A video worth watching

Finally, I’d strongly recommend this video of Rory Stewart being interviewed by Harry Kreisler of the University of California about his experiences and the problems I’ve been discussing. I’ve marked the parts I found most interesting.

34 minutes; Stewart is asked about applying abstract ideas in practice.

40:20; Stewart talks about a modernist approach of applying measurement, metrics and standardisation in contexts where they are irrelevant.

47:05; Harry Kreisler and then Stewart talk about participants failing to spot the obvious, that their efforts are futile.

49:33; Stewart says his Harvard students regarded him as a colourful contrarian. They believed that all Afghanistan needed was a new plan and new resources.

Service Virtualization interview about usability

Service VirtualizationThis interview with Service Virtualization appeared in January 2015. Initially when George Lawton approached me I wasn’t enthusiastic. I didn’t think I would have much to say. However, the questions set me thinking, and I felt they were relevant to my experience so I was happy to take part. It gave me something to do while I was waiting to fly back from EuroSTAR in Dublin!

How does usability relate to the notion of the purpose of a software project?

When I started in IT over 30 years ago I never heard the word usability. It was “user friendliness”, but that was just a nice thing to have. It was nice if your manager was friendly, but that was incidental to whether he was actually good at the job. Likewise, user friendliness was incidental. If everything else was ok then you could worry about that, but no-one was going to spend time or money, or sacrifice any functionality just to make the application user friendly. And what did “user friendly” mean anyway. “Who knows? Who cares? We’ve got serious work do do. Forget about that touchy feely stuff.”

The purpose of software development was to save money by automating clerical routines. Any online part of the system was a mildly anomalous relic of the past. It was just a way of getting the data into the system so the real work could be done. Ok, that’s an over-simplification, but I think there’s enough truth in it to illustrate why developers just didn’t much care about the users and their experience. Development moved on from that to changing the business, rather than merely changing the business’s bureaucracy, but it took a long time for these attitudes to shift.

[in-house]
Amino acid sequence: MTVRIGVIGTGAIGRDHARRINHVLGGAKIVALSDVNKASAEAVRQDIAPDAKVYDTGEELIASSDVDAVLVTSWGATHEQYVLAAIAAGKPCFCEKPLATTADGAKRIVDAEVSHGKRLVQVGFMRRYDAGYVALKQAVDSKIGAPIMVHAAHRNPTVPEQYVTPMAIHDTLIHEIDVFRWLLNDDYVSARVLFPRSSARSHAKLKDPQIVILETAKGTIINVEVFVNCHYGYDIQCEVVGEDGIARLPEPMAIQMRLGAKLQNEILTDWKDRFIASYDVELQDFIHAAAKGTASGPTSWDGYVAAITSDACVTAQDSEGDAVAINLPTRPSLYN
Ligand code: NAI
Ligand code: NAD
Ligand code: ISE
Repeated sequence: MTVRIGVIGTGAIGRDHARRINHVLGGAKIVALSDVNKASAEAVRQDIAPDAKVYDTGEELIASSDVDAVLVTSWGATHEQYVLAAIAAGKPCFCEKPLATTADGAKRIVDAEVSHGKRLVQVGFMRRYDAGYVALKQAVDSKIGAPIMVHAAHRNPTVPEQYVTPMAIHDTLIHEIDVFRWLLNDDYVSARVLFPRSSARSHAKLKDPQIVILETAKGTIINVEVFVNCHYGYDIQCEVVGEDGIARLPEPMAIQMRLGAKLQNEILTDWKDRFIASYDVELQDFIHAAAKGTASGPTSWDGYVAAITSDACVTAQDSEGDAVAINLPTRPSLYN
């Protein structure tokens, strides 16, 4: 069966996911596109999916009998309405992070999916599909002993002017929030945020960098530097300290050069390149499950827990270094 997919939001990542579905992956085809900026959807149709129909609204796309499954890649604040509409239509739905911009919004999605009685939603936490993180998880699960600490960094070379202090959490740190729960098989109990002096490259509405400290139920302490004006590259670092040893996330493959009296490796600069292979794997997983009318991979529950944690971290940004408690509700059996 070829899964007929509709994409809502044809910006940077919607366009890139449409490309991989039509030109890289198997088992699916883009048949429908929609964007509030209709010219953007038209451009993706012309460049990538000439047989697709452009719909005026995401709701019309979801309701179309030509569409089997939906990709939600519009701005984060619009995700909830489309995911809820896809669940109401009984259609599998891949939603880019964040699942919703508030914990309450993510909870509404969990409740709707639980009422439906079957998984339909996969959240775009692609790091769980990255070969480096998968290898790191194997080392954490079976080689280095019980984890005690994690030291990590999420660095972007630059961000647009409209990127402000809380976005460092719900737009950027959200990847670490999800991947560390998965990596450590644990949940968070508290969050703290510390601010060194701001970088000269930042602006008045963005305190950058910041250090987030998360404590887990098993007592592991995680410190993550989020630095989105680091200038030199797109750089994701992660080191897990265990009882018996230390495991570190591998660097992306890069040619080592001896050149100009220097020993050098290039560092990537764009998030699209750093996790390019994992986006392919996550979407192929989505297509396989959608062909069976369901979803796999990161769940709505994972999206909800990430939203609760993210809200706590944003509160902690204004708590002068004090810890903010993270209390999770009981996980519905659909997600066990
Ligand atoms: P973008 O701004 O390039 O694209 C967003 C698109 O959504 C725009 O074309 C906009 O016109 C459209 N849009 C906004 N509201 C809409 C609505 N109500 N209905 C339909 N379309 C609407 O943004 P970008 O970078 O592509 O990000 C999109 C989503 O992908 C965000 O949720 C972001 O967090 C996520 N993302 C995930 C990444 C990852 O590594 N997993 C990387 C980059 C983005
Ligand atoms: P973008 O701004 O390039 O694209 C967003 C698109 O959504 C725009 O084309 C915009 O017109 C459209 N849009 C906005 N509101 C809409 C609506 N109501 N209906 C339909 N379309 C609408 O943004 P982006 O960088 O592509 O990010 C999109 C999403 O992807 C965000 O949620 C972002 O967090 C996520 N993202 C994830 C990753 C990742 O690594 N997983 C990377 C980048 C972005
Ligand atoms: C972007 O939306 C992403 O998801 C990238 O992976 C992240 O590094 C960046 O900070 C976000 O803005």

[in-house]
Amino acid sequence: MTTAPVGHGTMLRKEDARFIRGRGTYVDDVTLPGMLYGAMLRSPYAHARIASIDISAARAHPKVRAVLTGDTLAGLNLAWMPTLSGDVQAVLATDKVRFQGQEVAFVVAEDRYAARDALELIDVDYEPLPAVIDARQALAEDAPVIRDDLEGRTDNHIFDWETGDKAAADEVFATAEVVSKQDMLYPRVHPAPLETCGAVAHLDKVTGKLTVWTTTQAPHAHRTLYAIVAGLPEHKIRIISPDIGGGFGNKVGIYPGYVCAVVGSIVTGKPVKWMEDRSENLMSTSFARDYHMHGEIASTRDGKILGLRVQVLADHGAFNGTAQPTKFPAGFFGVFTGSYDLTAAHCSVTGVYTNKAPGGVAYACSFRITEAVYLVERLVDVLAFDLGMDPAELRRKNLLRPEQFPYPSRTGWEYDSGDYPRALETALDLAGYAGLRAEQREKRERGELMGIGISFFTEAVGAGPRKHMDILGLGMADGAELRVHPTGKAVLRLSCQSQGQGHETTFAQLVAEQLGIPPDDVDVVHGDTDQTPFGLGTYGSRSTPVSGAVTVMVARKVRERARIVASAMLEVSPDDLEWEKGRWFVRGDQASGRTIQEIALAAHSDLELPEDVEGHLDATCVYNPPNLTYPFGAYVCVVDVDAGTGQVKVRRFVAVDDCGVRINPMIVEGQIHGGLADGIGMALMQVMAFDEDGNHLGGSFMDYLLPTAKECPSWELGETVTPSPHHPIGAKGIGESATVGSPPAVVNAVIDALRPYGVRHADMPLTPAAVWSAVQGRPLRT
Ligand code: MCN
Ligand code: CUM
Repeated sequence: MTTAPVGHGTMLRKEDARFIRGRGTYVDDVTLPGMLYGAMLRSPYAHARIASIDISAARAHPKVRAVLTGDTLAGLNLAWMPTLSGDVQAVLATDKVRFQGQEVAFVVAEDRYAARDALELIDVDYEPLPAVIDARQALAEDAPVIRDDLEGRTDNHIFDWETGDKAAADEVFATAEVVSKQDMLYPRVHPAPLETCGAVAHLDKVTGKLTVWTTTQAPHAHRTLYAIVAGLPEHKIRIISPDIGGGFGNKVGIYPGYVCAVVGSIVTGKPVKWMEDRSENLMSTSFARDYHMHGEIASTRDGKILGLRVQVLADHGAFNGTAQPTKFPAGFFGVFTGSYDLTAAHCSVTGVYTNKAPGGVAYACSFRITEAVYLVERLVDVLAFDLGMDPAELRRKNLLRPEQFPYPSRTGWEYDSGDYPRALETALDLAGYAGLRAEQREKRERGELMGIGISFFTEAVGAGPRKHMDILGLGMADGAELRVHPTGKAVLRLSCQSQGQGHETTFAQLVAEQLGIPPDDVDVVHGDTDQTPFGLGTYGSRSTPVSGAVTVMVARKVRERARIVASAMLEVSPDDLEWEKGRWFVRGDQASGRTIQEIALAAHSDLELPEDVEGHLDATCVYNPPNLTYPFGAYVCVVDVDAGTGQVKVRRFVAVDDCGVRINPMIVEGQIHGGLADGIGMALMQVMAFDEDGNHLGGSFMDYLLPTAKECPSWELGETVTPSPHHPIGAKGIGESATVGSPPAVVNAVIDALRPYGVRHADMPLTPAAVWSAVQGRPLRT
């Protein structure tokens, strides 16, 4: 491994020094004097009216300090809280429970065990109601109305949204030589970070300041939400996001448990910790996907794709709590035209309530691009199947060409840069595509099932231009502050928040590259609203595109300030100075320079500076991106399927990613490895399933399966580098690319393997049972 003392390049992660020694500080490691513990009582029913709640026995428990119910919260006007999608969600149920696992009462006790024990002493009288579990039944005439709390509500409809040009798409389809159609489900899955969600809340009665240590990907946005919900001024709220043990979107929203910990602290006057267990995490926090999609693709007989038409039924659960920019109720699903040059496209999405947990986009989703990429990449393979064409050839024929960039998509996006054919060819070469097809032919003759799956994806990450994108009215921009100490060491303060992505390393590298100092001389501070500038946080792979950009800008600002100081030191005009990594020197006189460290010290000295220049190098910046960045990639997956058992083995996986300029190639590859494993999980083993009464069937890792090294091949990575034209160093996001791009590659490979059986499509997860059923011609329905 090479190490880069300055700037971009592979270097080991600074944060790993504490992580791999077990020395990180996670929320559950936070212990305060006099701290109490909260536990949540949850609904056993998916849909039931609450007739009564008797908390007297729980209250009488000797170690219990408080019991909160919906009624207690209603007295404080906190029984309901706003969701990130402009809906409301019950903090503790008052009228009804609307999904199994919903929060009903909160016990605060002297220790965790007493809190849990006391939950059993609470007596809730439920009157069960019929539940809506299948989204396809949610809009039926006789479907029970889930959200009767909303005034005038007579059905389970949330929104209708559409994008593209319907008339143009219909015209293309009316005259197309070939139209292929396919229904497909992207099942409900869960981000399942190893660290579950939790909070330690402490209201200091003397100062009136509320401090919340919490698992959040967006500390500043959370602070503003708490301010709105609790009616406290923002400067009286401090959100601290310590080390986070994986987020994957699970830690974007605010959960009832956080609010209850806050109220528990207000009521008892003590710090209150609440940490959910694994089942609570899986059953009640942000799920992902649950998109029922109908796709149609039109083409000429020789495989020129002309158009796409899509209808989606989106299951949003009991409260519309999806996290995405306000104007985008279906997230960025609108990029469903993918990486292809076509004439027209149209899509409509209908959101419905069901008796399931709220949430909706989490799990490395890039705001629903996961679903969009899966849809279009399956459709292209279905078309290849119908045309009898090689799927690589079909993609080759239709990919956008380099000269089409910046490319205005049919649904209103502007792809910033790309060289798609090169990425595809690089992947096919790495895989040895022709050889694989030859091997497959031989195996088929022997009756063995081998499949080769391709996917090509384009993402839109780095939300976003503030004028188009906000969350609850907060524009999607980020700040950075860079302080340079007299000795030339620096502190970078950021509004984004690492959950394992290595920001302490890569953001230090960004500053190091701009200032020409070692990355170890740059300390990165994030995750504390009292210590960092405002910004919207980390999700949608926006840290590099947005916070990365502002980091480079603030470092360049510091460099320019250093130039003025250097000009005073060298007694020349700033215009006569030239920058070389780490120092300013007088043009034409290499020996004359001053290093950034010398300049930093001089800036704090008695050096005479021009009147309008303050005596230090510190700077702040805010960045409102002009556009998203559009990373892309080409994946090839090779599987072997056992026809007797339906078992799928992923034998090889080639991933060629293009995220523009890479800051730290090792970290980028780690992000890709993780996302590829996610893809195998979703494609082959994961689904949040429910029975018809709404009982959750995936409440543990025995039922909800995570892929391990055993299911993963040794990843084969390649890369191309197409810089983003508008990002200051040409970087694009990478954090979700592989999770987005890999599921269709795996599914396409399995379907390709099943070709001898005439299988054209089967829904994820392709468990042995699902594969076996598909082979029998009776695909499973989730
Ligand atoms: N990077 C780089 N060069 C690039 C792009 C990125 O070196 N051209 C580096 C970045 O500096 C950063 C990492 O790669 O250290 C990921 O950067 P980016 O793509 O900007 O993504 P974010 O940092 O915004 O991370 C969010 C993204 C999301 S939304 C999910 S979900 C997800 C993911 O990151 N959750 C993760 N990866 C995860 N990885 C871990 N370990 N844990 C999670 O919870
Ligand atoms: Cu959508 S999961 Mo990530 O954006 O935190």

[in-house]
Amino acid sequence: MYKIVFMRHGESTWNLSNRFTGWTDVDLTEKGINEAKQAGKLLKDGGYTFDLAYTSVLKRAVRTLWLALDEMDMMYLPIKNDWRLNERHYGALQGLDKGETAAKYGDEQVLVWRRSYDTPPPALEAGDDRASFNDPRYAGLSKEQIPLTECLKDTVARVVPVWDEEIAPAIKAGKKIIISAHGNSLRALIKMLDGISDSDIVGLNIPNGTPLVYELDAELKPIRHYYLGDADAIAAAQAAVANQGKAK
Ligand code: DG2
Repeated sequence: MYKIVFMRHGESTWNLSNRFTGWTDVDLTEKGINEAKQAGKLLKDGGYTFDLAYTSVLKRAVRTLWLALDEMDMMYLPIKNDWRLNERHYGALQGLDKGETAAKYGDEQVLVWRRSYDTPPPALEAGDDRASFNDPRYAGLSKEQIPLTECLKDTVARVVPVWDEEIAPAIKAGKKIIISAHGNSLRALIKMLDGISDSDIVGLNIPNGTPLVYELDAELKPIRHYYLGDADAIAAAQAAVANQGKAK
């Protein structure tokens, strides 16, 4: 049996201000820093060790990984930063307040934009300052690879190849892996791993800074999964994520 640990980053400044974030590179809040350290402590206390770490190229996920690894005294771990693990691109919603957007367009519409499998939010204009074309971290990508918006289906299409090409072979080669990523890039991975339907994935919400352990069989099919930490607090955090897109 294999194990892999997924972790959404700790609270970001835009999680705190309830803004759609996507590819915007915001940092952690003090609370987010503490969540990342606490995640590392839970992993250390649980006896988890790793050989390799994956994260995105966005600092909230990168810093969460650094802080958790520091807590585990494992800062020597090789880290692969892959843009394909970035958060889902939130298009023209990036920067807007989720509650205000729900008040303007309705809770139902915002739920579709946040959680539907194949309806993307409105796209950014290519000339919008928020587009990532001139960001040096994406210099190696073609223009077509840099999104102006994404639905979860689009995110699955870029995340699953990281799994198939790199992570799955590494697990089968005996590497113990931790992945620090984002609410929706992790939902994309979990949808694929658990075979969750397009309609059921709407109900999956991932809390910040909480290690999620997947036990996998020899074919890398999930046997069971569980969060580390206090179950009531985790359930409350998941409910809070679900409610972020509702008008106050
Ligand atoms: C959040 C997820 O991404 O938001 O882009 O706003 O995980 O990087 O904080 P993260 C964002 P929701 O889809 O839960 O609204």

The internet revolution turned everything upside down. Users are no longer employees who have to put up with whatever they’re given. They are more likely to be customers. They are ruthless and rightly so. Is your website confusing? Too slow to load? Your customers have gone to your rivals before you’ve even got anywhere near their credit card number.

The lesson that’s been getting hammered into the heads of software engineers over the last decade or so is that usability isn’t an extra. I hate the way that we traditionally called it a “non-functional requirement”, or one of the “quality criteria”. Usability is so important and integral to every product that telling developers that they’ve got to remember it is like telling drivers they’ve got to remember to use the steering wheel and the brakes. If they’re not doing these things as a matter of course they shouldn’t be allowed out in public. Usability has to be designed in from the very start. It can’t be considered separately.

What are the main problems in specifying for and designing for software usability?

Well, who’s using the application? Where are they? What is the platform? What else are they doing? Why are they using the application? Do they have an alternative to using your application, and if so, how do you keep them with yours? All these things can affect decisions you take that are going to have a massive impact on usability.

It’s payback time for software engineering. In the olden days it would have been easy to answer these questions, but we didn’t care. Now we have to care, and it’s all got horribly difficult.

These questions require serious research plus the experience and nous to make sound judgements with imperfect evidence.

In what ways do organisations lose track of the usability across the software development lifecycle?

I’ve already hinted at a major reason. Treating usability as a non-functional requirement or quality criterion is the wrong approach. That segregates the issue. It’s treated as being like the other quality criteria, the “…ities” like security, maintainability, portability, reliability. It creates the delusion that the core function is of primary importance and the other criteria can be tackled separately, even bolted on afterwards.

Lewis & Rieman came out with a great phrase fully 20 years ago to describe that mindset. They called it the peanut butter theory of usability. You built the application, and then at the end you smeared a nice interface over the top, like a layer of peanut butter (PDF, opens in new tab).

“Usability is seen as a spread that can be smeared over any design, however dreadful, with good results if the spread is thick enough. If the underlying functionality is confusing, then spread a graphical user interface on it. … If the user interface still has some problems, smear some manuals over it. If the manuals are still deficient, smear on some training which you force users to take.”